Isamu Akasaki, Hiroshi Amano, and Shuji Nakamura have won the 2014 Nobel Prize in Physics “for the invention of efficient blue light-emitting diodes which has enabled bright and energy-saving white light sources.” The Royal Swedish Academy of Sciences made the announcement on October 7, explaining that when the scientists “produced bright blue light beams from their semi-conductors in the early 1990s, they triggered a fundamental transformation of lighting technology. Red and green diodes had been around for a long time but without blue light, white lamps could not be created.” White LED lamps are long-lasting and energy efficient. “The LED lamp holds great promise for increasing the quality of life for over 1.5 billion people around the world who lack access to electricity grids: due to low power requirements it can be powered by cheap local solar power,” continued the press release.
In terms of displays, the GaN technology for blue LEDs that the three men invented has made significant contributions to displays. LEDs have replaced CCFL backlighting systems, achieving both higher color gamut and lower power consumption.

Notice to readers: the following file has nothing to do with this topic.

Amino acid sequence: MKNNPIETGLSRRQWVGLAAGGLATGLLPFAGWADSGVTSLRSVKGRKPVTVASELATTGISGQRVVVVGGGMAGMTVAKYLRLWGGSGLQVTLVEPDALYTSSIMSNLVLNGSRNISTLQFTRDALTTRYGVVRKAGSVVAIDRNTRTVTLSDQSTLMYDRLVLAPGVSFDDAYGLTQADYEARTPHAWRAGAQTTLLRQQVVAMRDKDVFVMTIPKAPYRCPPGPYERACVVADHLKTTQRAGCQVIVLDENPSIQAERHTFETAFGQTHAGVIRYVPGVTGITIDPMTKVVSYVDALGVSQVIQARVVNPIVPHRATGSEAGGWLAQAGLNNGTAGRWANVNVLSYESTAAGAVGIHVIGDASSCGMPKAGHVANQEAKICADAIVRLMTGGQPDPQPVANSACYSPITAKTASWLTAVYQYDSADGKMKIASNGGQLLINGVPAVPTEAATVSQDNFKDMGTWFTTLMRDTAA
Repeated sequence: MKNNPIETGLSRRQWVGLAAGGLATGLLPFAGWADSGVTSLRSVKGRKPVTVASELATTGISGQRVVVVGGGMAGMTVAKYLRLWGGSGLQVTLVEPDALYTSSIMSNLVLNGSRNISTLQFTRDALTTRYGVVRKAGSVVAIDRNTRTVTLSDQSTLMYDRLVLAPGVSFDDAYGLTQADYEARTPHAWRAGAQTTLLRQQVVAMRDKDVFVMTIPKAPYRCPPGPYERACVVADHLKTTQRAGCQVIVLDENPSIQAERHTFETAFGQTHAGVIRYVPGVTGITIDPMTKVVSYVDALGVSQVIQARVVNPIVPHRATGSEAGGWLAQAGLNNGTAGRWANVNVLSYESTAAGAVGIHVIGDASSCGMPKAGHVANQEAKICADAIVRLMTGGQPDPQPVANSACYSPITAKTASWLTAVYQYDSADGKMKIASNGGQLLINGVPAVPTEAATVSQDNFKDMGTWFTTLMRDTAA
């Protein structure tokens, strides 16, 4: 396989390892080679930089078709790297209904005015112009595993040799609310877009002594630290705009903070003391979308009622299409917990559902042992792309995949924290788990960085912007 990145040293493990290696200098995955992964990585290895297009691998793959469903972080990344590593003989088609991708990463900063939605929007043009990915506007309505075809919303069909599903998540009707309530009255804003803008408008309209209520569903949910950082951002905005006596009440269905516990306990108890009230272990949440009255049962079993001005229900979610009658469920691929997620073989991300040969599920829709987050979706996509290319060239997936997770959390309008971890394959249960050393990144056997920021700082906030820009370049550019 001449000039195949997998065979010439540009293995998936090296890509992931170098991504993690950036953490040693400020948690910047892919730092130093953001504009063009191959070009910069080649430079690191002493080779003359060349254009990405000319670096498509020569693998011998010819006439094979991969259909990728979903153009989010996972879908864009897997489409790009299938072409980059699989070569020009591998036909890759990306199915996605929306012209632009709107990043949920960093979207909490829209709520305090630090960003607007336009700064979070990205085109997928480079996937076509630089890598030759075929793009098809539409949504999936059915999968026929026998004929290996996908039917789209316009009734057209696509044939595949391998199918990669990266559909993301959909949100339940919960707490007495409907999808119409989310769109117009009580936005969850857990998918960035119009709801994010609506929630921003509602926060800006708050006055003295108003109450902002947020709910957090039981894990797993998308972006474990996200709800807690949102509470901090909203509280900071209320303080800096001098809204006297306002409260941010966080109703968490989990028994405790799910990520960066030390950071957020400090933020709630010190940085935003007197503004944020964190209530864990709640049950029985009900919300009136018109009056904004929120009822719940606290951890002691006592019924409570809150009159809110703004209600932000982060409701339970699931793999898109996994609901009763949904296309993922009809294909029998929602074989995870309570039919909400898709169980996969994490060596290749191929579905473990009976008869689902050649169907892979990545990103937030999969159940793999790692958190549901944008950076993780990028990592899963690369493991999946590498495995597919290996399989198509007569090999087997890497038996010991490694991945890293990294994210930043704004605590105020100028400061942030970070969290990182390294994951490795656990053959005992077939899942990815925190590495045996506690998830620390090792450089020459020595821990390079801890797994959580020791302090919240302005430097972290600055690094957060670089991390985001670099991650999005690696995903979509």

Isamu Akasaki is with Meijo University and Nagoya University in Nagoya, Japan. Hiroshi Amano is also with Nagoya University in Japan, and Shuji Nakamura is with the University of California in Santa Barbara. Both Nakamura and Akasaki received the Society for Information Display’s Karl Ferdinand Braun Prize in 2004 and 2013, respectively. In 2011, Nakamura delivered a Display Week keynote address: “Nitride-Based LEDs and Laser Diodes: Current Status, Bright Prospects!”